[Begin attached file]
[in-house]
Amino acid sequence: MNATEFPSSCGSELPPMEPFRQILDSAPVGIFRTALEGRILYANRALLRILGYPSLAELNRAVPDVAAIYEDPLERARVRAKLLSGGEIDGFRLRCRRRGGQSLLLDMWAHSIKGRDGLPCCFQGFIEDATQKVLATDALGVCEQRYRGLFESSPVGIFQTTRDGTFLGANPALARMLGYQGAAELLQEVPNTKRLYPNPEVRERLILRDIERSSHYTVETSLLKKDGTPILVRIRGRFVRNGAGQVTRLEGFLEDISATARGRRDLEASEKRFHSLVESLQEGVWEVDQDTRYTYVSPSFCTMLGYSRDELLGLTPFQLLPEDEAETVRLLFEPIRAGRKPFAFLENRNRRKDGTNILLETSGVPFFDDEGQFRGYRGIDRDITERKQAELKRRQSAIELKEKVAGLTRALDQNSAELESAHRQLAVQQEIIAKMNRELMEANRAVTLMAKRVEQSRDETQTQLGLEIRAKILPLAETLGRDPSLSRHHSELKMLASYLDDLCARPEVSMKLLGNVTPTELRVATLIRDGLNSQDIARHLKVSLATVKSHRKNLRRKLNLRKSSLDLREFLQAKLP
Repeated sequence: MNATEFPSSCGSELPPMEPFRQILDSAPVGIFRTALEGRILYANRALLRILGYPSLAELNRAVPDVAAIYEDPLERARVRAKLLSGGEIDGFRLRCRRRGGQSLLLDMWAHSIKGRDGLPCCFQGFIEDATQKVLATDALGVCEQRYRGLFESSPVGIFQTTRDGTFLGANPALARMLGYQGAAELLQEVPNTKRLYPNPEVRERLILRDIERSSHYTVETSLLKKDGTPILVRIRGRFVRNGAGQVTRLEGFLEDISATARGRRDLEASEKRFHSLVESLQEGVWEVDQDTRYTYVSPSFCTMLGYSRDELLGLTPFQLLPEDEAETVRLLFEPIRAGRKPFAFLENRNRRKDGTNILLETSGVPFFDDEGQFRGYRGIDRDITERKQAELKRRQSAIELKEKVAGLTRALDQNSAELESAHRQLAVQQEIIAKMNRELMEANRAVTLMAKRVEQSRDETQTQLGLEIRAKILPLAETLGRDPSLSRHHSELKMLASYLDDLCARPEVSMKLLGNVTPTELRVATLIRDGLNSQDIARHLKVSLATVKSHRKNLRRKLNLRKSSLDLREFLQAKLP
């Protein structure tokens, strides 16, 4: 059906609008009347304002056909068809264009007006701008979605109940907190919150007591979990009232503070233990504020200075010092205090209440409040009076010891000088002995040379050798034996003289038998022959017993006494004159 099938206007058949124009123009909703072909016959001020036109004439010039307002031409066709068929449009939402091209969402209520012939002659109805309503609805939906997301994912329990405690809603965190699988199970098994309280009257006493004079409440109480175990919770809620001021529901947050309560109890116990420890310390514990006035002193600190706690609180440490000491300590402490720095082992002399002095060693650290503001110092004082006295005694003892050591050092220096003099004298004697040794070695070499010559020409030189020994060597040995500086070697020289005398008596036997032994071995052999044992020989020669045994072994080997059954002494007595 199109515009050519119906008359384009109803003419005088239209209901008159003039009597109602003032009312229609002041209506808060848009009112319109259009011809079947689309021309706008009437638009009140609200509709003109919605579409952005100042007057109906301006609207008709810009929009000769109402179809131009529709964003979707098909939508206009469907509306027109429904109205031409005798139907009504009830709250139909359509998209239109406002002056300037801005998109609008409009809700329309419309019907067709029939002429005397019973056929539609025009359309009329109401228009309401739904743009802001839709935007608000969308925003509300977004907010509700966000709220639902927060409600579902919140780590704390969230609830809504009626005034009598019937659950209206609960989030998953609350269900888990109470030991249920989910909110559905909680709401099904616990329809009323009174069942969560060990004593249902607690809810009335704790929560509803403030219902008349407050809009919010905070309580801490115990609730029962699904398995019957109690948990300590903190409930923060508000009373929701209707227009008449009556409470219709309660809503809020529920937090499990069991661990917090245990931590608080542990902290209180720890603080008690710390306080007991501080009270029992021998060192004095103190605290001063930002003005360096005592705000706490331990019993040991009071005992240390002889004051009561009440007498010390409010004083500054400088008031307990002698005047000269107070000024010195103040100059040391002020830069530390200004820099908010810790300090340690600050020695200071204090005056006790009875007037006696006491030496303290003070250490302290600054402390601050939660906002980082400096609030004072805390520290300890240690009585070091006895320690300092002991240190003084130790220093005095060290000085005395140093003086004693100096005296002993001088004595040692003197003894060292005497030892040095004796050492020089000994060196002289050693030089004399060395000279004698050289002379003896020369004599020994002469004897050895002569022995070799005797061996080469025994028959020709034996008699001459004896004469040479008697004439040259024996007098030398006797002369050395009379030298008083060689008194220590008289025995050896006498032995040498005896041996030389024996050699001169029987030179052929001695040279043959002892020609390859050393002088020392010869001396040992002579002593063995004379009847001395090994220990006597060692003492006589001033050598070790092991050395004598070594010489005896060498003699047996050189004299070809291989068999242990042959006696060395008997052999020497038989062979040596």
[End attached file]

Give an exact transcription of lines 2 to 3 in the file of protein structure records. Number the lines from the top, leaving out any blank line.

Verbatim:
Amino acid sequence: MNATEFPSSCGSELPPMEPFRQILDSAPVGIFRTALEGRILYANRALLRILGYPSLAELNRAVPDVAAIYEDPLERARVRAKLLSGGEIDGFRLRCRRRGGQSLLLDMWAHSIKGRDGLPCCFQGFIEDATQKVLATDALGVCEQRYRGLFESSPVGIFQTTRDGTFLGANPALARMLGYQGAAELLQEVPNTKRLYPNPEVRERLILRDIERSSHYTVETSLLKKDGTPILVRIRGRFVRNGAGQVTRLEGFLEDISATARGRRDLEASEKRFHSLVESLQEGVWEVDQDTRYTYVSPSFCTMLGYSRDELLGLTPFQLLPEDEAETVRLLFEPIRAGRKPFAFLENRNRRKDGTNILLETSGVPFFDDEGQFRGYRGIDRDITERKQAELKRRQSAIELKEKVAGLTRALDQNSAELESAHRQLAVQQEIIAKMNRELMEANRAVTLMAKRVEQSRDETQTQLGLEIRAKILPLAETLGRDPSLSRHHSELKMLASYLDDLCARPEVSMKLLGNVTPTELRVATLIRDGLNSQDIARHLKVSLATVKSHRKNLRRKLNLRKSSLDLREFLQAKLP
Repeated sequence: MNATEFPSSCGSELPPMEPFRQILDSAPVGIFRTALEGRILYANRALLRILGYPSLAELNRAVPDVAAIYEDPLERARVRAKLLSGGEIDGFRLRCRRRGGQSLLLDMWAHSIKGRDGLPCCFQGFIEDATQKVLATDALGVCEQRYRGLFESSPVGIFQTTRDGTFLGANPALARMLGYQGAAELLQEVPNTKRLYPNPEVRERLILRDIERSSHYTVETSLLKKDGTPILVRIRGRFVRNGAGQVTRLEGFLEDISATARGRRDLEASEKRFHSLVESLQEGVWEVDQDTRYTYVSPSFCTMLGYSRDELLGLTPFQLLPEDEAETVRLLFEPIRAGRKPFAFLENRNRRKDGTNILLETSGVPFFDDEGQFRGYRGIDRDITERKQAELKRRQSAIELKEKVAGLTRALDQNSAELESAHRQLAVQQEIIAKMNRELMEANRAVTLMAKRVEQSRDETQTQLGLEIRAKILPLAETLGRDPSLSRHHSELKMLASYLDDLCARPEVSMKLLGNVTPTELRVATLIRDGLNSQDIARHLKVSLATVKSHRKNLRRKLNLRKSSLDLREFLQAKLP